Educational attainment and ultimate fertility among Swedish women born 1955-59

Jan Hoem, Max Planck Institute for Demographic Research
Gerda Neyer, Max Planck Institute for Demographic Research
Gunnar Andersson, Max Planck Institute for Demographic Research

This paper addresses the association between educational attainment and fertility for some sixty educational groups, defined according to field of education as well as the level of education. Ultimate fertility decreases somewhat with an increasing educational level, but the field of education is much more important. In particular, women educated for the teaching or health-care professions have a higher ultimate fertility than others. Women with an education for esthetic or humanist occupations have unusually low ultimate fertility. Women with religious educations stand out by having very high childlessness but mean ultimate fertility. Women with research degrees have remarkably ordinary child¬bearing behavior; they do not forego motherhood to the extent that some theories would pre¬dict. These finding are discussed regarding their implications for theories of fertility. We argue that education cannot be regarded merely as an individual factor, but needs to be embedded in an institutional and cultural framework of fertility.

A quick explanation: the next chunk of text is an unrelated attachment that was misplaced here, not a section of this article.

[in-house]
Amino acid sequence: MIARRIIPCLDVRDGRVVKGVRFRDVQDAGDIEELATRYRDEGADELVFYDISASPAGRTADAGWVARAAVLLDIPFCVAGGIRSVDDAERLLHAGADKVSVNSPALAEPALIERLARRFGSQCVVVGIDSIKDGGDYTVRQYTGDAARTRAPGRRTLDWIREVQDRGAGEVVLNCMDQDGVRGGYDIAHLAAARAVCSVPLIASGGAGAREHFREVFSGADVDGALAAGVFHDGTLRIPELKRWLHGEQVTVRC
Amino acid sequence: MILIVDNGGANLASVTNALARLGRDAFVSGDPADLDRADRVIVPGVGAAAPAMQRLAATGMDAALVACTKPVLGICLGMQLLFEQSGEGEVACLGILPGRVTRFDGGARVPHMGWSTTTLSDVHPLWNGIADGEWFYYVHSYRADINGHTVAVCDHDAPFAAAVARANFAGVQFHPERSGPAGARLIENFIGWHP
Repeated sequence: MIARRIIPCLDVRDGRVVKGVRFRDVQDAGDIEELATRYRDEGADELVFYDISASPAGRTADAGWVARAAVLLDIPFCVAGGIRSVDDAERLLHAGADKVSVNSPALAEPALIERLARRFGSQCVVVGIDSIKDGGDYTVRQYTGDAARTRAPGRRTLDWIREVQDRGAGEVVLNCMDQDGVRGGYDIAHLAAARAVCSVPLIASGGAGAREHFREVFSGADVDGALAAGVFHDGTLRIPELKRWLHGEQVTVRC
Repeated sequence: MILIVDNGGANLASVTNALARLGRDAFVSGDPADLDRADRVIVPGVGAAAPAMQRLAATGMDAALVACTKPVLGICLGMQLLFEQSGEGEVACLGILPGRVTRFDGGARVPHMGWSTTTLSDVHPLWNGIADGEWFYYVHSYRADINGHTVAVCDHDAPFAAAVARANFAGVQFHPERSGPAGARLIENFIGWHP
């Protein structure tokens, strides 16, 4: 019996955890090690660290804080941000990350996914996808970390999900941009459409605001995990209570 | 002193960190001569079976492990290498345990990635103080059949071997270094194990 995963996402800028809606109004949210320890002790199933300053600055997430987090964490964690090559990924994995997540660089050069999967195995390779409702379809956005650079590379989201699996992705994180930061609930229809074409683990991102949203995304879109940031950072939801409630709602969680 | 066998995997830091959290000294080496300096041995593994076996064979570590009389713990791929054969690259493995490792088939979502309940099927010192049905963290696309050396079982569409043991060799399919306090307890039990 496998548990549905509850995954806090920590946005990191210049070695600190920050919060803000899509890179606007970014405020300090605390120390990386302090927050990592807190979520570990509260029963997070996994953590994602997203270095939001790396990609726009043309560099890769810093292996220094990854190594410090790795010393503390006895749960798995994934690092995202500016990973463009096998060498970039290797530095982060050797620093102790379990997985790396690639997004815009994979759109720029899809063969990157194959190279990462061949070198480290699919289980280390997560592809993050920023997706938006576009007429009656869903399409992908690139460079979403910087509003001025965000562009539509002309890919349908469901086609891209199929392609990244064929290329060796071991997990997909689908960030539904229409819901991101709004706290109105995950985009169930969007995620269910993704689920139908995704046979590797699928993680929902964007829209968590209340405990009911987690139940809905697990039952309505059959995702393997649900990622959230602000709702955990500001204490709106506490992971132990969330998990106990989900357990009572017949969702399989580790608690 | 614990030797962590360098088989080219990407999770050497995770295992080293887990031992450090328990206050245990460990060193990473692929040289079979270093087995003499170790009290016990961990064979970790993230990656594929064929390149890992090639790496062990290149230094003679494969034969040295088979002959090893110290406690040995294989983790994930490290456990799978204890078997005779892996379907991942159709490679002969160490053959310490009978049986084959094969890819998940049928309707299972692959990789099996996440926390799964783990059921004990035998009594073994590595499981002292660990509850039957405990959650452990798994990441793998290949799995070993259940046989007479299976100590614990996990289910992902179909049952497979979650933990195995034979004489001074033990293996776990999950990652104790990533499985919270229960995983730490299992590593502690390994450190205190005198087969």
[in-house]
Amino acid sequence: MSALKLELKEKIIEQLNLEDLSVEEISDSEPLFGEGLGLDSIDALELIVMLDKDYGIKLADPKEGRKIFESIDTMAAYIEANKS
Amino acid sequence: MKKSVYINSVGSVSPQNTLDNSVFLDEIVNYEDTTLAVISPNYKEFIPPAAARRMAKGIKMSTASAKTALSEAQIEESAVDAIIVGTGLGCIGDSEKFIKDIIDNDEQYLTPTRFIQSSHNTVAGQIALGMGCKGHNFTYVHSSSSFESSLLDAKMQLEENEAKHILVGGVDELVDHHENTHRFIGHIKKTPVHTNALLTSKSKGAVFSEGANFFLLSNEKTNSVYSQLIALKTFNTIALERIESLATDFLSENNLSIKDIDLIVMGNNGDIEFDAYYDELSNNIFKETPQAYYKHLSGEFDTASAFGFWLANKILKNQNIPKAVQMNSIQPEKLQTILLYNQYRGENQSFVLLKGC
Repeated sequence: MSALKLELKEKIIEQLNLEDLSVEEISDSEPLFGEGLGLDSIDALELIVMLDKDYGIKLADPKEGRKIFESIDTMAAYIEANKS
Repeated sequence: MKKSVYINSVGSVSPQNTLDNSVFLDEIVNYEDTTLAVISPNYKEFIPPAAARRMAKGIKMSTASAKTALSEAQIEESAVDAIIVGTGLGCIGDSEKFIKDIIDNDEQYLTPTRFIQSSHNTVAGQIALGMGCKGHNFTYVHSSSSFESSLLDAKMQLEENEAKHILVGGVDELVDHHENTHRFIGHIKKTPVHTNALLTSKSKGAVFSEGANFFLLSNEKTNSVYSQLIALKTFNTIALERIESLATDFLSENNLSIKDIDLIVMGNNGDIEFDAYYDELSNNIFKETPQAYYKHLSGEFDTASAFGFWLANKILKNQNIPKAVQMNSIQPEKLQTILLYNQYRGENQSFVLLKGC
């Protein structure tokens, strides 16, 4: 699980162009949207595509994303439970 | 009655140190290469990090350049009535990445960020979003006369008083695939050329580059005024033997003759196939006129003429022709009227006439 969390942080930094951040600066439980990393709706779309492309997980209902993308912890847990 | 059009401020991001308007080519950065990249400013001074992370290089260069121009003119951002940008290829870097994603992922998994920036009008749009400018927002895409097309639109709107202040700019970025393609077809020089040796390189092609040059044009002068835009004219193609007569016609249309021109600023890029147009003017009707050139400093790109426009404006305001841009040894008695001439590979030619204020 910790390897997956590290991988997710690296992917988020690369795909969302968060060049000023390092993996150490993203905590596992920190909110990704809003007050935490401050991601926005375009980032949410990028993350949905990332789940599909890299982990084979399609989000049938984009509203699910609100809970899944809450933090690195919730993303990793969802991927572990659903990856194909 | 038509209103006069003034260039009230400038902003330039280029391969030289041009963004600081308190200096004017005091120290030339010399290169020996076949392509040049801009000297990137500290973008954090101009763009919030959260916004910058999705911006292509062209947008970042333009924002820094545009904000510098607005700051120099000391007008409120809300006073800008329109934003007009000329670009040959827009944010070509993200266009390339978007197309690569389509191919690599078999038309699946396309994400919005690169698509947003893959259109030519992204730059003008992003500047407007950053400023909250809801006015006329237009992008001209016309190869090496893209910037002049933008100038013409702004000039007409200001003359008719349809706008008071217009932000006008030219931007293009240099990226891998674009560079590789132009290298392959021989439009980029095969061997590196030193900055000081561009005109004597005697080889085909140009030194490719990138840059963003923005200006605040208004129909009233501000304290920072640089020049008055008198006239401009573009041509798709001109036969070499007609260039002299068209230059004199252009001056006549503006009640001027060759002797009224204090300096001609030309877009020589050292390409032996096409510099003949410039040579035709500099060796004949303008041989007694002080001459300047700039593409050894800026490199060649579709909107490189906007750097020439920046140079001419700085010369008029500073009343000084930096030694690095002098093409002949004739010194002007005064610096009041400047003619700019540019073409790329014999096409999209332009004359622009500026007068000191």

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Presented in Session 52: Socioeconomic influences on fertility